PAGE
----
All-Out Avengers #4 Review

Writer: Derek Landy
Color Artist: Frank D’Armata
Cover Artists: Greg Land and Frank D’Armata
Penciller: Greg Land
Inker: Jay Leisten
Letterer: VC’s Cory Petit
Reviewer: Dr. Carl Bryan

“Clint..I know I’ve been gone for a few days and we’ve been through a lot…but what happened to your clothes? – Natasha to Clint

Trapped in an alien world surrounded by bloodthirsty hunters, Black Widow, Captain Marvel, Spider-Woman and Hawkeye have only hours before their last chance to get home disappears forever. But as a new enemy watches from the shadows, it becomes clear they were stranded here for a reason. They just have to figure it out before they are killed!

The focus of this book should be on the art team… Greg Land, Frank D’Armata, and Jay Leisten. The care and detail that they have placed on making Captain Marvel, Black Widow, and Spider-Woman appear as the most beautiful people in the Marvel Universe is evident in this team.

What Todd McFarlane did for Spiderman’s webbing, this art team does for hair. How can Captain Marvel’s lips look so shiny and moist while in battle in what appears to be a very dry and arid planet?
The frames are simple, but the storytelling here is detailed art in displaying the characters.

Positives #2
Clint is the foil for jokes among these three female heroes. Why his clothes continue to erode doesn’t make sense, but by issue #4, the plot is Swiss cheese…on purpose mind you as each issue starts with a battle. However, the Avengers never know what immersed them into conflict as there is the constant theme of gaps in the memory.
While a positive is the constant “gaps”, that is wearing a bit thin for the four issue stint thus far. I love the battle and action scenes, but the cerebral aspect of the writing is not dropping enough clues.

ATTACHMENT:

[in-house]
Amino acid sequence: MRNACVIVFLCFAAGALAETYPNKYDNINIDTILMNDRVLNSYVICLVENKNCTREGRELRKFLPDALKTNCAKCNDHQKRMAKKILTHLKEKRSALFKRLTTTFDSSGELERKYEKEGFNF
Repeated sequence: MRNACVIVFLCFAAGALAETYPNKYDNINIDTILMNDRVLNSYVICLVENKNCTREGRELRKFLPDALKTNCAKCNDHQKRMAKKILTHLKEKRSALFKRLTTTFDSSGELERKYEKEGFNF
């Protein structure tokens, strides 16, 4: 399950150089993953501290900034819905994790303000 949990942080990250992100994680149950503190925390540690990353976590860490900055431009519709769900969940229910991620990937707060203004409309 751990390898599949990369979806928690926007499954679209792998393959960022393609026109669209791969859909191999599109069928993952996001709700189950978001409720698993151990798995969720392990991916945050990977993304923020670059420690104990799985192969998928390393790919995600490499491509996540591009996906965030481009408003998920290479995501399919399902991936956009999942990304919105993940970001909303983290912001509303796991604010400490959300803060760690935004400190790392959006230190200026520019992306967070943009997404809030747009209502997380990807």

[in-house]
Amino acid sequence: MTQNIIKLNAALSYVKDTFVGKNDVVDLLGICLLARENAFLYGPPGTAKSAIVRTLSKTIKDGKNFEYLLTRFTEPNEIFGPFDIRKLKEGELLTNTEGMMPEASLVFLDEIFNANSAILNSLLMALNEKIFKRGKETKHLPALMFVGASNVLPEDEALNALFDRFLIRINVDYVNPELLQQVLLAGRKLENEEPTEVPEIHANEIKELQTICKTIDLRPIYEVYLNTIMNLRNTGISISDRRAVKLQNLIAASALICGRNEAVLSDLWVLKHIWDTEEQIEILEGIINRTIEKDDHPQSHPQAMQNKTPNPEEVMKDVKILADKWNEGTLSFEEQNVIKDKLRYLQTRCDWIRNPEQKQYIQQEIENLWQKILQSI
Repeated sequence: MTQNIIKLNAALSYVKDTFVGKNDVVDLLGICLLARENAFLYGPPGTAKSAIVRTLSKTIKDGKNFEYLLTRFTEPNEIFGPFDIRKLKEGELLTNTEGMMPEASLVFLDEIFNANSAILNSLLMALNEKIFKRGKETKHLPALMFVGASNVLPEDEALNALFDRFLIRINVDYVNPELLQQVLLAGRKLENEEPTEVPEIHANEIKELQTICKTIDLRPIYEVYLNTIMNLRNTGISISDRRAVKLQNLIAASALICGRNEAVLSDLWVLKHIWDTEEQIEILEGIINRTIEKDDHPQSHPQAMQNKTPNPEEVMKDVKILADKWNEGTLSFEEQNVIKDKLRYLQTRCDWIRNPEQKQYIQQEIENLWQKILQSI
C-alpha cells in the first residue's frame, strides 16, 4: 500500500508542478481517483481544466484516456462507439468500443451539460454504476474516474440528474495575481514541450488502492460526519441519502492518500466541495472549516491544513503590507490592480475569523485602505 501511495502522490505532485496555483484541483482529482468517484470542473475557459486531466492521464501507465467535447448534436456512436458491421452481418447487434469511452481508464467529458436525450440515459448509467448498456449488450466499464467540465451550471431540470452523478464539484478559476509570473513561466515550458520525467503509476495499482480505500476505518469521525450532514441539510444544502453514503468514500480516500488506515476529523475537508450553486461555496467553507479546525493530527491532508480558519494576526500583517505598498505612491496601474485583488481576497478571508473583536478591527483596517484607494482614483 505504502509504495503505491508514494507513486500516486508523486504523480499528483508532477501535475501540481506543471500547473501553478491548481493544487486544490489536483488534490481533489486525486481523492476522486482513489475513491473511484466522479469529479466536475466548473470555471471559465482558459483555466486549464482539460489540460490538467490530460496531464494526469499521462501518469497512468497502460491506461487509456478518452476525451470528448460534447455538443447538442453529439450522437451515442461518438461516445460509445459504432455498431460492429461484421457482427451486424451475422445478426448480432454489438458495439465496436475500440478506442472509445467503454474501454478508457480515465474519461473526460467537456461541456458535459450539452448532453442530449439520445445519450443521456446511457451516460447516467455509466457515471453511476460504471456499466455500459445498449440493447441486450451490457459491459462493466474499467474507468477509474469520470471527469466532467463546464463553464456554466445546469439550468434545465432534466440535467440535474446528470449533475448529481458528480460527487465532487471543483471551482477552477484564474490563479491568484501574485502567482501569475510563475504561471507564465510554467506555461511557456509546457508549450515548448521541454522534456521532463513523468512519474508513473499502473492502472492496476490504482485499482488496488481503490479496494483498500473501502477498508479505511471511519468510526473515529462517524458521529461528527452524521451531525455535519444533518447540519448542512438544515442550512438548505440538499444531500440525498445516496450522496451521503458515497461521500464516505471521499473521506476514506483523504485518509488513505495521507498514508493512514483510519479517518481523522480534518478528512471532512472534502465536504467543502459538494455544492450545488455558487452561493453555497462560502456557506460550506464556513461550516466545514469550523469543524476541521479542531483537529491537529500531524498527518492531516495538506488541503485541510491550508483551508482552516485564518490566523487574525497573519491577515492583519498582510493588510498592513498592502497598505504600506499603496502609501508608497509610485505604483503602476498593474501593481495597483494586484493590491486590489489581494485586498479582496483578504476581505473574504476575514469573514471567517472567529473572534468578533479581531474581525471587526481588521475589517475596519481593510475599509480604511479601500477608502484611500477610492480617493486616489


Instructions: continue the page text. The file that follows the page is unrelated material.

Who are these guys in yellow suits reminiscent of Monster Inc. Hazmat suits? While I appreciate the entire Marvel-Disney relationship, let’s compartmentalize and ensure everyone stays in their lane.
You don’t see Howard the Duck roaming around Disney World. Keep the main thing as we might be dealing with Multiverses…but not in that manner!
Consequently, let’s up the storyline a bit as the dialogue is stunted and needs to equal the art!

Final Thoughts:

I love taking the heroes and placing them in a memory gap. It keeps the reader guessing who is pulling the strings, which can make the heroes have no idea why they are constantly immersed in battles. I am reminded of an Under the Dome (Stephen King nod here) theme with two kids basically isolating the heroes and making them fight all the time. However, I expect some new characters to come on the scene, so I hope that doesn’t disappoint! In the meantime, check out the art in this issue.


Leave a Reply

Fill in your details below or click an icon to log in: Logo

You are commenting using your account. Log Out /  Change )

Facebook photo

You are commenting using your Facebook account. Log Out /  Change )

Connecting to %s